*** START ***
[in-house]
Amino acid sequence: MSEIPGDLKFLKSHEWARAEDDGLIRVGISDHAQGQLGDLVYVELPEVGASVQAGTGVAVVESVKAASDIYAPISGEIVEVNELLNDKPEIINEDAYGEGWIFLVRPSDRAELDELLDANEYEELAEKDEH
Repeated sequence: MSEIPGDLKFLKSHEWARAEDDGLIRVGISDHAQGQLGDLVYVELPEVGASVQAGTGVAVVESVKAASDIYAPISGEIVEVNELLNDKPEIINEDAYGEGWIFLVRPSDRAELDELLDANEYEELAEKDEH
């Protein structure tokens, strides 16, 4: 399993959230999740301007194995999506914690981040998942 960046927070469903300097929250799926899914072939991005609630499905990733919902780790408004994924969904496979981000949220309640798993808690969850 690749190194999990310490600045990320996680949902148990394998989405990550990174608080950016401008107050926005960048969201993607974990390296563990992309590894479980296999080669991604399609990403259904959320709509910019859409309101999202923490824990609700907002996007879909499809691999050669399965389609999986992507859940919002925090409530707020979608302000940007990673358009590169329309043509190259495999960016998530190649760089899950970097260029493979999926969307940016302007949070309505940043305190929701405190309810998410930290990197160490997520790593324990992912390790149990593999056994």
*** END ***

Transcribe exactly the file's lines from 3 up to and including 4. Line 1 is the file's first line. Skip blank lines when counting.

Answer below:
Repeated sequence: MSEIPGDLKFLKSHEWARAEDDGLIRVGISDHAQGQLGDLVYVELPEVGASVQAGTGVAVVESVKAASDIYAPISGEIVEVNELLNDKPEIINEDAYGEGWIFLVRPSDRAELDELLDANEYEELAEKDEH
């Protein structure tokens, strides 16, 4: 399993959230999740301007194995999506914690981040998942 960046927070469903300097929250799926899914072939991005609630499905990733919902780790408004994924969904496979981000949220309640798993808690969850 690749190194999990310490600045990320996680949902148990394998989405990550990174608080950016401008107050926005960048969201993607974990390296563990992309590894479980296999080669991604399609990403259904959320709509910019859409309101999202923490824990609700907002996007879909499809691999050669399965389609999986992507859940919002925090409530707020979608302000940007990673358009590169329309043509190259495999960016998530190649760089899950970097260029493979999926969307940016302007949070309505940043305190929701405190309810998410930290990197160490997520790593324990992912390790149990593999056994």